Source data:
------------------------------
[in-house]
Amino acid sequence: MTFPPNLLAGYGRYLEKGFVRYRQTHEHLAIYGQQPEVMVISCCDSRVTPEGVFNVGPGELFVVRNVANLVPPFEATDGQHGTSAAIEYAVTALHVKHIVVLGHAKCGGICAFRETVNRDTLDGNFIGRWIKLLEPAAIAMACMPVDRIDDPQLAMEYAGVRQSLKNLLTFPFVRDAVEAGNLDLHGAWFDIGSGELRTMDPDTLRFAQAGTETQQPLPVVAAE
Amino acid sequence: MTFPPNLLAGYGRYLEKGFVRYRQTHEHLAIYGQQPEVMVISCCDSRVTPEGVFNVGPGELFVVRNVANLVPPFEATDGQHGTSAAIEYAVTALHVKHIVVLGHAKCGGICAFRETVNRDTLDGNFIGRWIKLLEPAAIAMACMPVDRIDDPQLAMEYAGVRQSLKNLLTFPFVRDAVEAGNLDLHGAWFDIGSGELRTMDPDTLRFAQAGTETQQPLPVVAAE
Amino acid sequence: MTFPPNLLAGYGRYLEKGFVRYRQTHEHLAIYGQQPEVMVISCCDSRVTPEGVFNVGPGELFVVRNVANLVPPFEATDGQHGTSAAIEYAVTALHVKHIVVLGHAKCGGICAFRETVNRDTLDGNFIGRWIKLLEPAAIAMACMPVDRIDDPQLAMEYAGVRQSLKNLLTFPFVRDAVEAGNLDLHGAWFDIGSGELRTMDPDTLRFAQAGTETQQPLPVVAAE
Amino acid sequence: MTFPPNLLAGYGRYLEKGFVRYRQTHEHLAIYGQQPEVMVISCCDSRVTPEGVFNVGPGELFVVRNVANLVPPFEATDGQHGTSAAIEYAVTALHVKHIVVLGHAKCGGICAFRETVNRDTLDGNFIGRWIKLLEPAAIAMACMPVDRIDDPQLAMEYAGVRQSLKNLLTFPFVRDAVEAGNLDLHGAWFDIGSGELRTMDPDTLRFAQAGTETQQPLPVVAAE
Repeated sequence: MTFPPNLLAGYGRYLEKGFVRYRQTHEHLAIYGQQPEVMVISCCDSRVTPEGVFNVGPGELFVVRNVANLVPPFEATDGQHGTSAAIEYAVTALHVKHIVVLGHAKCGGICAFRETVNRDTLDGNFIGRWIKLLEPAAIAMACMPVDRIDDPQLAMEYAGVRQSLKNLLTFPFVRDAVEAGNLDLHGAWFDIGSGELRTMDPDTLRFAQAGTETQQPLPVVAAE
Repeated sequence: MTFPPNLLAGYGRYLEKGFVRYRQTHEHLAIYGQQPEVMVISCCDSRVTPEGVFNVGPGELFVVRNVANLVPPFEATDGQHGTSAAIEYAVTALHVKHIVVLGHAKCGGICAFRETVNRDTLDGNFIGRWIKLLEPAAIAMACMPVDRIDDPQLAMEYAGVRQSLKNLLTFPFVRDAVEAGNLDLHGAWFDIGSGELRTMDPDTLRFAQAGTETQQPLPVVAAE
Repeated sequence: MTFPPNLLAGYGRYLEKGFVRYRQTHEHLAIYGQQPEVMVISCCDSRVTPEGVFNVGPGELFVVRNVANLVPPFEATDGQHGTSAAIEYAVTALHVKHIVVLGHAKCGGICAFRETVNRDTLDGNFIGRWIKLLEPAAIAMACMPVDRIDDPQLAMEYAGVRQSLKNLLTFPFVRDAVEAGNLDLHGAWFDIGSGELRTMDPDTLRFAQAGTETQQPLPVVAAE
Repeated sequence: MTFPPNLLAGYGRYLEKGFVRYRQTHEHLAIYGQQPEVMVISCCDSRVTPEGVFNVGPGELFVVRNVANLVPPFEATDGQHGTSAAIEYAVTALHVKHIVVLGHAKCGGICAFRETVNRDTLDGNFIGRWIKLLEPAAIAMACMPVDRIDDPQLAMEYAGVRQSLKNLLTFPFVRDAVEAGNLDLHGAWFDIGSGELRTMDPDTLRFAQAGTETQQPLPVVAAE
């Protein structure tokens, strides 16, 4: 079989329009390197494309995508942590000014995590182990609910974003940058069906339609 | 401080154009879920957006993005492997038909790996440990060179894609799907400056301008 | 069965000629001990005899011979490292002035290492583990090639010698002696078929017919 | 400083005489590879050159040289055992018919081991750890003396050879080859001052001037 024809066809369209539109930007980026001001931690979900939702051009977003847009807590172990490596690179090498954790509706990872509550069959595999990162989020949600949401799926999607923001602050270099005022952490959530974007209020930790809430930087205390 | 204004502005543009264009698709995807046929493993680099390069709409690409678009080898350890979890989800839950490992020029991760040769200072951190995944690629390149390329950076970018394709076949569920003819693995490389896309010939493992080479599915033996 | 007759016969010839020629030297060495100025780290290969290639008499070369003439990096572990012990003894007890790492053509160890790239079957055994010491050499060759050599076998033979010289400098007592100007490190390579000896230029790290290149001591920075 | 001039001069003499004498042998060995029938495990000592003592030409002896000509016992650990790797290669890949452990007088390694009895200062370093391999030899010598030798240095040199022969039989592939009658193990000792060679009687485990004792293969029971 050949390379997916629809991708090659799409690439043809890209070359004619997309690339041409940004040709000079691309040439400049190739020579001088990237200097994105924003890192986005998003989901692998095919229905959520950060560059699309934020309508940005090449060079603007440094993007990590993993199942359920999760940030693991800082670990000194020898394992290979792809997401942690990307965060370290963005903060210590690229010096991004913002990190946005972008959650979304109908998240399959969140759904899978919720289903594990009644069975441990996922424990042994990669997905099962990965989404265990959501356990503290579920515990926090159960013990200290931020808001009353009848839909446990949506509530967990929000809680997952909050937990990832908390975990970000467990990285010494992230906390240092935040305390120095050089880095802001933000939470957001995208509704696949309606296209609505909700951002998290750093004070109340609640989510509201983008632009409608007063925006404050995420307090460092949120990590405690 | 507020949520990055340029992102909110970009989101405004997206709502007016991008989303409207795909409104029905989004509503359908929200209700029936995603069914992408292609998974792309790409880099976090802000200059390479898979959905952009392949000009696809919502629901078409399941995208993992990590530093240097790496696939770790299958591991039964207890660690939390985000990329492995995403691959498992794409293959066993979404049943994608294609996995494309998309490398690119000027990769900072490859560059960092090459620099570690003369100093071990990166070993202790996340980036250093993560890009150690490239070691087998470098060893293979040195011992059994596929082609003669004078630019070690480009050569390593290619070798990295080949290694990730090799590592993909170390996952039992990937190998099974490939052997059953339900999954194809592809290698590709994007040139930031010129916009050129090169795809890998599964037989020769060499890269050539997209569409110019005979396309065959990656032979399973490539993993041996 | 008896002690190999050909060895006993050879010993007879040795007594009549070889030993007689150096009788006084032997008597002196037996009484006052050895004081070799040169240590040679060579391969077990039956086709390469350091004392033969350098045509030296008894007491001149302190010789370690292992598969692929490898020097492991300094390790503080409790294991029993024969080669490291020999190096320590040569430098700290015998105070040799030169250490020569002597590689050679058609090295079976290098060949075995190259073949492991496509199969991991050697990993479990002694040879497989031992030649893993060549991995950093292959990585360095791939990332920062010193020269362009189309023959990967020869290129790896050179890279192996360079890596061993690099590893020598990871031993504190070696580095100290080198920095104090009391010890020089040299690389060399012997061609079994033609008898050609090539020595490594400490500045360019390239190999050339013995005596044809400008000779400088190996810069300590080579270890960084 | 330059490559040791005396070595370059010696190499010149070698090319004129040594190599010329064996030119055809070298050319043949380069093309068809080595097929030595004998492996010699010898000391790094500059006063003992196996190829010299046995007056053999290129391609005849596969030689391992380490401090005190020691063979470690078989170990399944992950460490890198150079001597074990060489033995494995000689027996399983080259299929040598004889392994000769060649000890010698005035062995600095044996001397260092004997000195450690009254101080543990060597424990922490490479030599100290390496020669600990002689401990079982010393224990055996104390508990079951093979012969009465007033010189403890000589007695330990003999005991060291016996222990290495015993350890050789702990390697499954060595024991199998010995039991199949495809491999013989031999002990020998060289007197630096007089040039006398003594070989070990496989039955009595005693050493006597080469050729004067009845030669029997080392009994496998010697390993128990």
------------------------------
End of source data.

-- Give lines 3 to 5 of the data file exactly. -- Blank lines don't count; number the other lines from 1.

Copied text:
Amino acid sequence: MTFPPNLLAGYGRYLEKGFVRYRQTHEHLAIYGQQPEVMVISCCDSRVTPEGVFNVGPGELFVVRNVANLVPPFEATDGQHGTSAAIEYAVTALHVKHIVVLGHAKCGGICAFRETVNRDTLDGNFIGRWIKLLEPAAIAMACMPVDRIDDPQLAMEYAGVRQSLKNLLTFPFVRDAVEAGNLDLHGAWFDIGSGELRTMDPDTLRFAQAGTETQQPLPVVAAE
Amino acid sequence: MTFPPNLLAGYGRYLEKGFVRYRQTHEHLAIYGQQPEVMVISCCDSRVTPEGVFNVGPGELFVVRNVANLVPPFEATDGQHGTSAAIEYAVTALHVKHIVVLGHAKCGGICAFRETVNRDTLDGNFIGRWIKLLEPAAIAMACMPVDRIDDPQLAMEYAGVRQSLKNLLTFPFVRDAVEAGNLDLHGAWFDIGSGELRTMDPDTLRFAQAGTETQQPLPVVAAE
Amino acid sequence: MTFPPNLLAGYGRYLEKGFVRYRQTHEHLAIYGQQPEVMVISCCDSRVTPEGVFNVGPGELFVVRNVANLVPPFEATDGQHGTSAAIEYAVTALHVKHIVVLGHAKCGGICAFRETVNRDTLDGNFIGRWIKLLEPAAIAMACMPVDRIDDPQLAMEYAGVRQSLKNLLTFPFVRDAVEAGNLDLHGAWFDIGSGELRTMDPDTLRFAQAGTETQQPLPVVAAE